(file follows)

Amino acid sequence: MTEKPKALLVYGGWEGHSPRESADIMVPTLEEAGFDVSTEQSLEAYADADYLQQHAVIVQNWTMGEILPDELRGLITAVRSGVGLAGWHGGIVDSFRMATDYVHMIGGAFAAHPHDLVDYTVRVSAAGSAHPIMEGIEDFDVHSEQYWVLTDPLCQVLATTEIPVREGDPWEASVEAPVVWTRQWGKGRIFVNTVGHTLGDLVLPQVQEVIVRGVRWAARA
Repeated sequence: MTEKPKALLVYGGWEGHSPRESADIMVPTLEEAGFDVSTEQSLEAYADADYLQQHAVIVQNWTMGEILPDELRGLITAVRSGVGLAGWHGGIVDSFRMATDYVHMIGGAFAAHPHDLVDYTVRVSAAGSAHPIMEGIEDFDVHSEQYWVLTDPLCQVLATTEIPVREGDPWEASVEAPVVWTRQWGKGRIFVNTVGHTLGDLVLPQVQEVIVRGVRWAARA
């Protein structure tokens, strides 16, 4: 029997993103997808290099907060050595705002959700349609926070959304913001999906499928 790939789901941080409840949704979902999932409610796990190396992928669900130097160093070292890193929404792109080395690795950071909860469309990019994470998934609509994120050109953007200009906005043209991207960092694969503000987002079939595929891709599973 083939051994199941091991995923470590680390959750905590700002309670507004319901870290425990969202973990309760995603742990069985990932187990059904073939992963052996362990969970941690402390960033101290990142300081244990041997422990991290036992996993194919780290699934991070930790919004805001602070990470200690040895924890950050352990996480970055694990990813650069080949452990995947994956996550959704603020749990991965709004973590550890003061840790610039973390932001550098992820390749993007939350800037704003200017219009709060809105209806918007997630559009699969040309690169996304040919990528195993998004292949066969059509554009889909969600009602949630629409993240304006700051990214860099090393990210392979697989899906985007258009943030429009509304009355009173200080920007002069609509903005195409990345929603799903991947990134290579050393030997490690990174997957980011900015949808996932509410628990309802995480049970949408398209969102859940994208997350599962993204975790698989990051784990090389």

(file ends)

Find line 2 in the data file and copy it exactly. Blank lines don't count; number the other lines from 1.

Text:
Repeated sequence: MTEKPKALLVYGGWEGHSPRESADIMVPTLEEAGFDVSTEQSLEAYADADYLQQHAVIVQNWTMGEILPDELRGLITAVRSGVGLAGWHGGIVDSFRMATDYVHMIGGAFAAHPHDLVDYTVRVSAAGSAHPIMEGIEDFDVHSEQYWVLTDPLCQVLATTEIPVREGDPWEASVEAPVVWTRQWGKGRIFVNTVGHTLGDLVLPQVQEVIVRGVRWAARA